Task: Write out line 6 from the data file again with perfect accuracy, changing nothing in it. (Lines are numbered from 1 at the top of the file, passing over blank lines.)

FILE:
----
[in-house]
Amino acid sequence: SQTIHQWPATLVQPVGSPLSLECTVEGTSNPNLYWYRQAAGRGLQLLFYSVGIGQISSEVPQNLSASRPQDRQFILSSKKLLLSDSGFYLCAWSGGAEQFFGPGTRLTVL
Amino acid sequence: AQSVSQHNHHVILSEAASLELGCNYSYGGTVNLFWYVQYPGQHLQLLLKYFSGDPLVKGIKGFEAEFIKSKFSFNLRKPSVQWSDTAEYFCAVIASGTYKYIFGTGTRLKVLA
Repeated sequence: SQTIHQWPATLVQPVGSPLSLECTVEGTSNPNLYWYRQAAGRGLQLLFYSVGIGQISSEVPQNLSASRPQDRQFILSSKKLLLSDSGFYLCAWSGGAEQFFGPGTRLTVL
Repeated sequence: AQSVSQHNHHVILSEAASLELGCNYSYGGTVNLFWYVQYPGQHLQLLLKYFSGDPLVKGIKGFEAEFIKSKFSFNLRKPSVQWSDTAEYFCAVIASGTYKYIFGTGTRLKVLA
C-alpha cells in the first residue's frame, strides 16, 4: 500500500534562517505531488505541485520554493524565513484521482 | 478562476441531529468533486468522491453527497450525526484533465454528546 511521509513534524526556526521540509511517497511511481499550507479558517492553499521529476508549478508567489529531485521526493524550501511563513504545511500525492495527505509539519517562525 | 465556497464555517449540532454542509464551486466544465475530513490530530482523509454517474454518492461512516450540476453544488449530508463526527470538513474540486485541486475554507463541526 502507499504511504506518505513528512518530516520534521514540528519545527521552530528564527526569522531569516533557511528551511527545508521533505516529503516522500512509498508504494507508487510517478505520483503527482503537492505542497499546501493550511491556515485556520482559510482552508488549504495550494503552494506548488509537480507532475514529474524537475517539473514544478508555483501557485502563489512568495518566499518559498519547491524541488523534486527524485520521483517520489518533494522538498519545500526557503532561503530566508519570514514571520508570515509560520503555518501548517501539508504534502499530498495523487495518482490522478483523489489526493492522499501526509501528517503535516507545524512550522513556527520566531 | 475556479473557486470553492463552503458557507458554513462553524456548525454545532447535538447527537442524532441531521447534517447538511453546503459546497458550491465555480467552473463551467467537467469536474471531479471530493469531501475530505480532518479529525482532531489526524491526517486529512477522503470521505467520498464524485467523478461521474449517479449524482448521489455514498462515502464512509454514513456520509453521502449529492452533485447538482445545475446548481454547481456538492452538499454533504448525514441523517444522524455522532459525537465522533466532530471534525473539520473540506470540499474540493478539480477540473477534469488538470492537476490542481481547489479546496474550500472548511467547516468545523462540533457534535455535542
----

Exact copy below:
C-alpha cells in the first residue's frame, strides 16, 4: 500500500534562517505531488505541485520554493524565513484521482 | 478562476441531529468533486468522491453527497450525526484533465454528546 511521509513534524526556526521540509511517497511511481499550507479558517492553499521529476508549478508567489529531485521526493524550501511563513504545511500525492495527505509539519517562525 | 465556497464555517449540532454542509464551486466544465475530513490530530482523509454517474454518492461512516450540476453544488449530508463526527470538513474540486485541486475554507463541526 502507499504511504506518505513528512518530516520534521514540528519545527521552530528564527526569522531569516533557511528551511527545508521533505516529503516522500512509498508504494507508487510517478505520483503527482503537492505542497499546501493550511491556515485556520482559510482552508488549504495550494503552494506548488509537480507532475514529474524537475517539473514544478508555483501557485502563489512568495518566499518559498519547491524541488523534486527524485520521483517520489518533494522538498519545500526557503532561503530566508519570514514571520508570515509560520503555518501548517501539508504534502499530498495523487495518482490522478483523489489526493492522499501526509501528517503535516507545524512550522513556527520566531 | 475556479473557486470553492463552503458557507458554513462553524456548525454545532447535538447527537442524532441531521447534517447538511453546503459546497458550491465555480467552473463551467467537467469536474471531479471530493469531501475530505480532518479529525482532531489526524491526517486529512477522503470521505467520498464524485467523478461521474449517479449524482448521489455514498462515502464512509454514513456520509453521502449529492452533485447538482445545475446548481454547481456538492452538499454533504448525514441523517444522524455522532459525537465522533466532530471534525473539520473540506470540499474540493478539480477540473477534469488538470492537476490542481481547489479546496474550500472548511467547516468545523462540533457534535455535542